Sunday, February 24, 2013

French Fries are HOT

Crinkle cut, curly, with or without skins, frozen or freshly cut, french fries are popping up more often on restaurant menus as a side to a burger, or a stand-alone dish complete with exotic toppings that transform the lowly spud into something new.  Here are a few of our favorites -- please share with us any of yours!

Truffle fries are de rigueur -- and rightly so, in my book.  I tried the Parmesan Truffle fries last summer at Lexington Brass, an east side bistro, and have been craving them every since.  So when Kate and Dash and I stopped at The Counter for lunch a few weeks ago, I insisted we get them.  They are fabulous -- thinly cut, fried in truffle-infused oil, and then covered with freshly grated parmesan cheese.  My only advice, don't order alone, this is a serving for a crowd.

Sweet Potato Fries are becoming more and more popular as well.  If you can find them with lime mayonnaise, go for it, but they're great just lightly salted. 

I first discovered gravy on fries when I moved to New York and it was on a deli menu.  I know people who love it, but if I'm going that route, I'd rather just have mashed potatoes.

Cheese Fries are another popular item. Kate likes the ones at Shake Shack -- it's sort of like melted cheddar cheese sauce over regular fries.  (I'll stick with fry sauce, thanks.)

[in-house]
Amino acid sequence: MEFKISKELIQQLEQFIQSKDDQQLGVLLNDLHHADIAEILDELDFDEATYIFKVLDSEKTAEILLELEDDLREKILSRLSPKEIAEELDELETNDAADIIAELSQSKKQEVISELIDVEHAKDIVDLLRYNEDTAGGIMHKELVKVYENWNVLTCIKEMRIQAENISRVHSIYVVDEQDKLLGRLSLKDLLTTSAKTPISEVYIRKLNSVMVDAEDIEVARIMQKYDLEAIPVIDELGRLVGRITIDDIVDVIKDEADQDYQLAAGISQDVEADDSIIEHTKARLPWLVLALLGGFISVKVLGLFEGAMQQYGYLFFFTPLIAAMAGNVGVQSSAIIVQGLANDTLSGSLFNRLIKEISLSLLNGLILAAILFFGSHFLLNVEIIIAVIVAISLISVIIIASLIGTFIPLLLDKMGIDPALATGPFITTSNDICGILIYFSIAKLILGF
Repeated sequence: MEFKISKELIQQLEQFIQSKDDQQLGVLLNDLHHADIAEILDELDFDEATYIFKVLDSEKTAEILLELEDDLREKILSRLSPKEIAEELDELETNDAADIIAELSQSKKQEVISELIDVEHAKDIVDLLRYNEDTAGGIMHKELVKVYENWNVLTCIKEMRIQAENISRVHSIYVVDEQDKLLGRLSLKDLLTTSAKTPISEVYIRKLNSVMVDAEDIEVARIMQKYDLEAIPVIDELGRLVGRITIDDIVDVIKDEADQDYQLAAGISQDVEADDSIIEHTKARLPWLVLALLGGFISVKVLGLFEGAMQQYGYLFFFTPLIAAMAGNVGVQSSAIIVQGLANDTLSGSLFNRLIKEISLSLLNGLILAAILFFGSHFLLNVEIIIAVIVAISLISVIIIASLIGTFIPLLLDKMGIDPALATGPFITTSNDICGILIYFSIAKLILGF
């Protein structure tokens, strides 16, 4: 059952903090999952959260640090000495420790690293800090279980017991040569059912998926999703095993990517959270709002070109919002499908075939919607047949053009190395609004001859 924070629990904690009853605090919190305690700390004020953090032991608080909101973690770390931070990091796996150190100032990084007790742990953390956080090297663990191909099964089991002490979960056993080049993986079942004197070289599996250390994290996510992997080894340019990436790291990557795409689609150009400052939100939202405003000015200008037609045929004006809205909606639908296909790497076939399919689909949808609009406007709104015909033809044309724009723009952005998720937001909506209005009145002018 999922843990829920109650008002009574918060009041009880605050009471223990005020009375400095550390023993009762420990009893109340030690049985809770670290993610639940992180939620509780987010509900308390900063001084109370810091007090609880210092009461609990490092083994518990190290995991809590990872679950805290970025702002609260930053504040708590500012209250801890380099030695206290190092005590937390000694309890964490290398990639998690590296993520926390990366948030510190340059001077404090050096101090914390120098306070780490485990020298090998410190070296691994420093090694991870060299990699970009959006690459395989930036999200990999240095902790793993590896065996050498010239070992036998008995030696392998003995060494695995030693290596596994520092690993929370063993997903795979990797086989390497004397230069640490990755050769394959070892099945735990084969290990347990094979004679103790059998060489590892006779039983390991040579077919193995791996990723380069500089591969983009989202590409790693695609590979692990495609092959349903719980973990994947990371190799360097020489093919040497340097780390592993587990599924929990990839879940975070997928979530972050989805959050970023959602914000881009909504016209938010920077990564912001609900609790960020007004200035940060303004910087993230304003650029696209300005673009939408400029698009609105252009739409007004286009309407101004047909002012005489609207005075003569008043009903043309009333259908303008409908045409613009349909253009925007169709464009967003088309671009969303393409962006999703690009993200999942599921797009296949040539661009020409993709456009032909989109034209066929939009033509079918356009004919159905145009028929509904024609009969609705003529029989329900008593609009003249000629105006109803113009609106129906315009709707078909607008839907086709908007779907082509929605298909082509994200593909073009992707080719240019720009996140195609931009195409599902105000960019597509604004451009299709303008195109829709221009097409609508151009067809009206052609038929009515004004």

Of course, for those from up north, or Canada, you might be familiar with Poutine -- the fries are topped with cheese curd and brown gravy. We found it at a restaurant in Florida a few years ago, but lately it has been popping up on menus across the country, including  Pommes Frites.  Some friend of ours just announced they're leaving NYC, and asked for ideas about favorite things to do before leaving, and Pommes Frites was at the top of our list. It's a little hole-in-the-wall place in the East Village of Manhattan that only serves Belgian cut fries -- thick, with the skins still on. They're great on their own, but the real reason you go for for the 25-plus sauces.  In addition to Poutine, you can choose from interesting flavors like Vietnamese Pineapple Mayo, or Pomegranate Teriyaki Mayo.  Traditionalists can stick with ketchup or malt vinegar, but I recommend going with a crowd and sampling. (My family's favorites so far are the Blue Cheese sauce and the Organic Black Truffle Mayo.)

I will admit to craving fry sauce, and have taught my kids how to make it home. For more traditionalists, Stephens Gourmet Fry Sauce makes a great gift for your western friends who've moved east and can't get fry sauce anywhere. (It makes a great mother's day gift, too, hint hint.)

We've made \perfect french fries from Bobby Flay's cookbook: Burgers Fries & Shakes.  Plan ahead, though, because the secret is in soaking the starch out of the fries ahead of time.  Also delicious are his Southwestern Fries at Mesa Grill, which are seasoned with chile powder, cumin, salt and cilantro, and dipped in mayonnaise.

One final word on French Fries: YUM!